• the Kernel Memory Inspector (look at the entire state of the running processes, for advanced users)
  • the Kernel Console (command line, development interface to JOpera's execution kernel)
These allow you to check the progress of a running process, watch its state and interact with it.

Instance Navigator

The Instance Navigator gives an overview over all of the processes that JOpera is (or has been) running. The color of the dots indicates their current state. You can get more details on a running process instance by clicking on it, which will open (or switch) to the corresponding graphical editor. This view also let you interact with processes, where they can be terminated (or killed), suspended/resumed and even deleted.

Figure 2.12: The instance navigator view

Monitoring Processes in the Editor

Please note that in the monitor perspective you no longer can edit the processes as they are being executed by JOpera. Instead:

  • the editor will change the color of the task boxes according to their current state of execution. An orange box indicates that a service is currently being invoked (JOpera is waiting for a response). A box will then switch to blue when a successful invocation has finished and red, when something has failed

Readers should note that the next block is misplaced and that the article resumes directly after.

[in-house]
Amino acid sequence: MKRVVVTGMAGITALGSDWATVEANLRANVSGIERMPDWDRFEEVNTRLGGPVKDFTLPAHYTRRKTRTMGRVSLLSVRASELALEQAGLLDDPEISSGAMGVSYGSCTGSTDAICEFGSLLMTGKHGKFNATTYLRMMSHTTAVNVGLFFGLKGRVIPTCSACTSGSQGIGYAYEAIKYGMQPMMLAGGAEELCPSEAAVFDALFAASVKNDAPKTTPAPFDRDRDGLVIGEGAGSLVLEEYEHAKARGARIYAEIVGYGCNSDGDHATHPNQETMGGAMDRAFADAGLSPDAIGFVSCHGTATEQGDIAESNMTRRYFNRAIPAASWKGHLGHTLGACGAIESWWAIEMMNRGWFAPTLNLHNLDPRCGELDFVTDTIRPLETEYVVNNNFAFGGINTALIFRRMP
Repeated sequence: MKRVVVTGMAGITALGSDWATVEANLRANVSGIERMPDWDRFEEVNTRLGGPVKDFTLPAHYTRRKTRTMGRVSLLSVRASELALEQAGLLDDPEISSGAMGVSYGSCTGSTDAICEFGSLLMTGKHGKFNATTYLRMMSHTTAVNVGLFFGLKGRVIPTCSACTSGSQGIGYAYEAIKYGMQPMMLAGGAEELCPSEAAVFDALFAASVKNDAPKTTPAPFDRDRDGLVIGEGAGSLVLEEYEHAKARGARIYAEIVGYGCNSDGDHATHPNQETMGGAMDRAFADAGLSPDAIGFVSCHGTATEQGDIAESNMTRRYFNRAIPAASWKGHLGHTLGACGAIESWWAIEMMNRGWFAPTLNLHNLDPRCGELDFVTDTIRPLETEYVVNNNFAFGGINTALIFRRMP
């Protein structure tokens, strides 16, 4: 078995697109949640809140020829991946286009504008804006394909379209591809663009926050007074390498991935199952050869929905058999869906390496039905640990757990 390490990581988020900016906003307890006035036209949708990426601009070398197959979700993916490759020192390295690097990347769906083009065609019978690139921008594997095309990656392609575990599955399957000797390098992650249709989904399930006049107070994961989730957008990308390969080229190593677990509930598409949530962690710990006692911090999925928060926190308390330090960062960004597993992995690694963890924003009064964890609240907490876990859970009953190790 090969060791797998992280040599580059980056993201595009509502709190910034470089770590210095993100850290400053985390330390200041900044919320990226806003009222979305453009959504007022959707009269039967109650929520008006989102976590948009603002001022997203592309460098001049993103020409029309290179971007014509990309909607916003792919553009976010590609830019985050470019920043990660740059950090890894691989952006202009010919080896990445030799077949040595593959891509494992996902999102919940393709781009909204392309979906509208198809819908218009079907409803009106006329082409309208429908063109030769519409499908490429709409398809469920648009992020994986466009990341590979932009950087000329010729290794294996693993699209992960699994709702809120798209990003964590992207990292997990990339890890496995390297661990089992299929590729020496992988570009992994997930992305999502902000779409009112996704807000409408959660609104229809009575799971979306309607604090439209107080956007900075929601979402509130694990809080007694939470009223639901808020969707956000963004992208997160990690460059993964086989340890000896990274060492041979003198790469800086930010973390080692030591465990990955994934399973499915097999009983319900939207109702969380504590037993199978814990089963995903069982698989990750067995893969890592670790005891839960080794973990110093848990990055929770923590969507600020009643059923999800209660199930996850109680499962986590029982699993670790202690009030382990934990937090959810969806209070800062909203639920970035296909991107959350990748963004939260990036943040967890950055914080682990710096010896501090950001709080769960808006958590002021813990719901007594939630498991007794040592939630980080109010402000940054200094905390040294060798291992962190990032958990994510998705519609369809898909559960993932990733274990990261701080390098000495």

• In the data flow view (shown in Figure 2.13), parameters boxes will show the first few characters of their content
  • when hovering the mouse over a parameter box, JOpera will show you a tooltip with its current value
  • you can also select a task box to read information about its runtime execution state in the Properties view. Additional information (e.g., performance related) is shown when showing the advanced properties
  • for very long parameter values, you can show their full content in the Parameter Viewer

Figure 2.13: Editor in the Monitor Perspective working together with the Properties and Parameter Viewer

JOpera Stack

The process instances calling the currently selected one can be listed by opening the JOpera Stack view. Double click on a process instance shown on the Stack to open it in an editor.

Figure 2.14: The JOpera Stack view working together with the Instance Navigator

Advanced Debugging Support

More low-level details about the progress of the execution can be seen in the Kernel Memory Inspector view, which shows a table with all parameter values and can be searched (by typing a parameter name in the Filter box) or filtered interactively by clicking with the mouse on the interesting processes and tasks.